Technically different

911 GTS versions typically have a power bump over regular 911s. In the case of the latest range the power hike is 22 kW over a Carrera S, largely due to an increase in boost pressure to 1,33 bars. That means the turbocharged flat-six motor now cranks out 353 kW of peak power and 570 N.m (+20) of maximum torque. Drive is transferred via Porsche’s eight-speed dual-clutch transmission or a seven-speed manual, if you prefer, at no extra cost.

GTS variants typically have a more sporty set-up than ‘normal’ 911, though not as racy or hardcore as the race-bred GT3. (Click here to read about the recently launched 911 GT3 Touring.) 911 GTSs feature specific suspension, with a ride height reduced by 10 mm. There are also larger alloys fitted as standard. These 20-inch (front) and 21-inch (rear) centre-lock alloys, also in black, are borrowed from the 911 Turbo. The high-performance braking system has also been lifted from the range leader. 408 mm front/380 mm rear discs are clamped by six-piston aluminium calipers on the front axle and four-piston calipers on the rear.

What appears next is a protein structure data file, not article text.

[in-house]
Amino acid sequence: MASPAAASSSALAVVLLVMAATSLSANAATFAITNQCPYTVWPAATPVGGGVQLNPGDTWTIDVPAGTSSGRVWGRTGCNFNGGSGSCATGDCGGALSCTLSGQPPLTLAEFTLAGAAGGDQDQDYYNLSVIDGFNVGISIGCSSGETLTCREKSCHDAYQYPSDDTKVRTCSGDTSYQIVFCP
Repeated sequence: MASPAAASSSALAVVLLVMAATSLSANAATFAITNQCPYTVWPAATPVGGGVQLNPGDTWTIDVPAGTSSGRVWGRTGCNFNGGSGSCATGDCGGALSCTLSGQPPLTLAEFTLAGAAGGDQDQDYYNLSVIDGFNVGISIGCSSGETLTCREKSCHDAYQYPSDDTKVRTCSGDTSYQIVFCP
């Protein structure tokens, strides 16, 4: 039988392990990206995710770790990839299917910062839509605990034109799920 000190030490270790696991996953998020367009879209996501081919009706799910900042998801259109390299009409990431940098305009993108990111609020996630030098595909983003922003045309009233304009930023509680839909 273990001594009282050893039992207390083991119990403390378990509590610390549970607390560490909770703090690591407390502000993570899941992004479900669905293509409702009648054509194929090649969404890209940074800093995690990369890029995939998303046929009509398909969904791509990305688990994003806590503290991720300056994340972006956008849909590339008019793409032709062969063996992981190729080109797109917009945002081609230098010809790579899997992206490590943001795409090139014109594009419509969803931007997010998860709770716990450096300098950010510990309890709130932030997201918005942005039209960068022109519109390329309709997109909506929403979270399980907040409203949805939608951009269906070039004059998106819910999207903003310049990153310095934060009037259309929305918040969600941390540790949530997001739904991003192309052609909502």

(Read up how quick the 911 Turbo S is in independent testing.)

The rear-wheel drive PDK-equipped version can sprint from standstill to 100 km/h in 3,4 seconds, the all-wheel-drive requires a tenth less. From there on out the 4 GTS lags behind the GTS in the sprinting stakes by fractions of a second perhaps due to the 50 kg of extra mass is has to haul. In terms of top speed the GTS does a claimed 311 km/h and the 4 GTS manages 309 km/h.

More below the gallery…

  • Porsche 911 GTS Derivatives Driven
  • Porsche 911 GTS Derivatives Driven 1

On the road

We got to drive two of the 911 Carrera GTS derivatives at the South African national media launch: the rear-driven GTS and all-wheel-drive 4 GTS, both in hard-top guise. From a stylistic viewpoint the the cars really stand out, particularly in brighter shades, if public reaction was anything to go by. There were countless mobile phone-wielding folks trying to snap a pic or a video of our fleet of brand new 911s making their way through morning traffic.

The route took us from the city out to the open flowing stretches of the Swartland wine region on our way to Stellenbosch and back. These are the kinds of roads your typical 911 buyer would by enjoying on a Sunday morning drive. The 911 GTSs are made for the open road and here they shine.